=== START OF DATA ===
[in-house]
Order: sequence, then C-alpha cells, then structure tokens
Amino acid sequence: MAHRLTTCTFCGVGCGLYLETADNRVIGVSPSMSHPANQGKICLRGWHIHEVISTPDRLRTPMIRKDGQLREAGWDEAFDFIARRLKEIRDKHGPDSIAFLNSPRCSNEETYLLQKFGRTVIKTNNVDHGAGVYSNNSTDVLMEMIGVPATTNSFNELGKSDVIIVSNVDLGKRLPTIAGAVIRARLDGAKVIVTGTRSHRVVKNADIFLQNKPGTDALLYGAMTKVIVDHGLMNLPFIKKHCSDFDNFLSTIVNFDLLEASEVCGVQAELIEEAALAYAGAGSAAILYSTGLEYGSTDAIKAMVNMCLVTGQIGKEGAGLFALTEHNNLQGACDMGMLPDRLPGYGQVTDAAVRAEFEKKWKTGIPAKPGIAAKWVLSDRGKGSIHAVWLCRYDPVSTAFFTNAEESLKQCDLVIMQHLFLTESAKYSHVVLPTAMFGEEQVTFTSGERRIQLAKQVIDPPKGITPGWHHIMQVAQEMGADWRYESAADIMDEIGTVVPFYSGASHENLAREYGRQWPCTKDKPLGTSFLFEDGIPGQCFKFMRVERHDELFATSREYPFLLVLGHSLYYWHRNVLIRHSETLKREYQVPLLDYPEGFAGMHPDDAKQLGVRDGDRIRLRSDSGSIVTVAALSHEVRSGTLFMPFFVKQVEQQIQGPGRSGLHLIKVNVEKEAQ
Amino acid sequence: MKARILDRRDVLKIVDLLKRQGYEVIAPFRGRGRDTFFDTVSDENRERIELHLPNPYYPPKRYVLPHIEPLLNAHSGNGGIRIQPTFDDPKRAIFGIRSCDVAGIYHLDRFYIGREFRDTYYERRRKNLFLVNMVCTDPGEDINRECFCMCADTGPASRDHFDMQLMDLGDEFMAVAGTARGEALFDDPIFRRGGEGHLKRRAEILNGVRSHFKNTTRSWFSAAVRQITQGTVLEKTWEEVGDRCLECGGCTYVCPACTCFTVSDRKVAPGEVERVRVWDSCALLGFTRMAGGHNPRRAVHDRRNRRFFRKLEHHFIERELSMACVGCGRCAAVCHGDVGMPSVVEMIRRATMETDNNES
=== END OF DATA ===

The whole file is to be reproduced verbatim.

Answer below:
[in-house]
Order: sequence, then C-alpha cells, then structure tokens
Amino acid sequence: MAHRLTTCTFCGVGCGLYLETADNRVIGVSPSMSHPANQGKICLRGWHIHEVISTPDRLRTPMIRKDGQLREAGWDEAFDFIARRLKEIRDKHGPDSIAFLNSPRCSNEETYLLQKFGRTVIKTNNVDHGAGVYSNNSTDVLMEMIGVPATTNSFNELGKSDVIIVSNVDLGKRLPTIAGAVIRARLDGAKVIVTGTRSHRVVKNADIFLQNKPGTDALLYGAMTKVIVDHGLMNLPFIKKHCSDFDNFLSTIVNFDLLEASEVCGVQAELIEEAALAYAGAGSAAILYSTGLEYGSTDAIKAMVNMCLVTGQIGKEGAGLFALTEHNNLQGACDMGMLPDRLPGYGQVTDAAVRAEFEKKWKTGIPAKPGIAAKWVLSDRGKGSIHAVWLCRYDPVSTAFFTNAEESLKQCDLVIMQHLFLTESAKYSHVVLPTAMFGEEQVTFTSGERRIQLAKQVIDPPKGITPGWHHIMQVAQEMGADWRYESAADIMDEIGTVVPFYSGASHENLAREYGRQWPCTKDKPLGTSFLFEDGIPGQCFKFMRVERHDELFATSREYPFLLVLGHSLYYWHRNVLIRHSETLKREYQVPLLDYPEGFAGMHPDDAKQLGVRDGDRIRLRSDSGSIVTVAALSHEVRSGTLFMPFFVKQVEQQIQGPGRSGLHLIKVNVEKEAQ
Amino acid sequence: MKARILDRRDVLKIVDLLKRQGYEVIAPFRGRGRDTFFDTVSDENRERIELHLPNPYYPPKRYVLPHIEPLLNAHSGNGGIRIQPTFDDPKRAIFGIRSCDVAGIYHLDRFYIGREFRDTYYERRRKNLFLVNMVCTDPGEDINRECFCMCADTGPASRDHFDMQLMDLGDEFMAVAGTARGEALFDDPIFRRGGEGHLKRRAEILNGVRSHFKNTTRSWFSAAVRQITQGTVLEKTWEEVGDRCLECGGCTYVCPACTCFTVSDRKVAPGEVERVRVWDSCALLGFTRMAGGHNPRRAVHDRRNRRFFRKLEHHFIERELSMACVGCGRCAAVCHGDVGMPSVVEMIRRATMETDNNES